Winter training like a pro

Posted: October 12, 2017 by joanne

Without all the resources of a Premier League club, mid-winter training can be a real slog. The cold, wet weather can lead to lack of motivation, cold muscles and increased chance of injury. So we’ve put together this list of five simple steps to keep team training effective over the next few months.

1: Get started straight away

Keep ‘em moving. Keep ‘em motivated. Keep ‘em fit.

On the worst and wettest days of winter, standing around waiting for the session to start will get your players cold quickly.

As we said above, that can cause lack of motivation and increased likelihood of injury. Getting players doing some dynamic stretching exercises as soon as they arrive helps get muscles ready for the session, once that’s covered off, move on to low impact off-the-ball work such as shuttle runs and pitch laps. Follow that with high intensity group passing exercises, 1 v 1s, and 2 v 2s. When everyone is warmed up, you can kick the session off in the knowledge that everyone is ready to go.

2: No bystanders

Keep everyone involved. Keep the ball moving. Keep an eye out.

Standing on the sidelines is no fun when the cold wind is blowing or the rain is lashing in, so making sure everyone is involved the whole time is vital.

If you don’t it’s easy to lose group focus. So if you have more than one coach, split the group into three and five-a-side matches and set a coach to keep an eye on one or two games each. Break up free play games with two-sided retention and possessions drills.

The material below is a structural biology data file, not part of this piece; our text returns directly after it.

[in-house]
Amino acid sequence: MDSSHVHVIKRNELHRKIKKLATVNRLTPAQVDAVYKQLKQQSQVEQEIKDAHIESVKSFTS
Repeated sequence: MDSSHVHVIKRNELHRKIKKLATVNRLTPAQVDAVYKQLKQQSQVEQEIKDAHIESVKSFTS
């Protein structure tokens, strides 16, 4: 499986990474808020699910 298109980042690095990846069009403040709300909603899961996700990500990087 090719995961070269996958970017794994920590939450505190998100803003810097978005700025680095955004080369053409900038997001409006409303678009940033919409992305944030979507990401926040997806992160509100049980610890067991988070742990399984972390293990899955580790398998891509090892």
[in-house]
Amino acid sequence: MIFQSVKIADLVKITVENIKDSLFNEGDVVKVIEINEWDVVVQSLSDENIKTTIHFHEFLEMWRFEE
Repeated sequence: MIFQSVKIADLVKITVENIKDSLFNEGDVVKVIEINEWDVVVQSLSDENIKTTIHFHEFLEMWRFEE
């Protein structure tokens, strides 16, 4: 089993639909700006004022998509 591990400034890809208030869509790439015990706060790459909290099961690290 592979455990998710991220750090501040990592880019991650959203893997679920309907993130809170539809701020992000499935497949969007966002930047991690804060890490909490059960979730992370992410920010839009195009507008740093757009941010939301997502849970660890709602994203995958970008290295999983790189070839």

3: Concise and targeted feedback

Keep the session flowing. Keep the feedback short. Keep the players moving.

When you need to communicate with players or teams, try to keep it short, to the point, and ideally, avoid stopping the game.

Make notes of more in-depth issues that need to be addressed, and cover them off when you’re inside, out of the weather. Whenever, possible don’t stop the whole activity or match to give group feedback, see if you can pull individuals to one side, or have a quick word as they run past. But if you have to stop the game for direct coaching, keep it short and snappy, 20 seconds max.

4: Skills training indoors

Keep ‘em warm. Keep ‘em happy. Keep ‘em indoors.

There comes a point when the weather is so awful that the only option is to cancel or find a place indoors.

If you’re not lucky enough to have your own indoor facilities, pulling together a list of contacts locally who have indoor facilities is vital. Once you have that you’ll need to stay on top of winter weather reports, and get a venue sorted at the earliest opportunity. High intensity five-a-side games and futsal sessions offer a great opportunity to practice close control and skills.

5: Wet weather and cold weather policies

Keep players informed. Keep ‘em dry. Keep ‘em training.

If you want to run more structured sessions in mid-winter, making sure players have access to the kit they need to keep warm and dry is vital. 

Setting wet and extreme weather guidelines will help to make sure everyone is able to take part. If your players take care of their kit from home, communicating weather kit requirements for specific sessions through mobile or email is the best way to ensure that players are able to participate in all outdoor sessions. If the club is lucky enough to have a kitman, you’ll just need to ensure they have an eye on the weather reports and that the relevant kit is available when needed.

Leicester, Dortmund, Arsenal, and the Italy National team all do winter training in PUMA kit. And it get’s pretty nippy in Turin come January.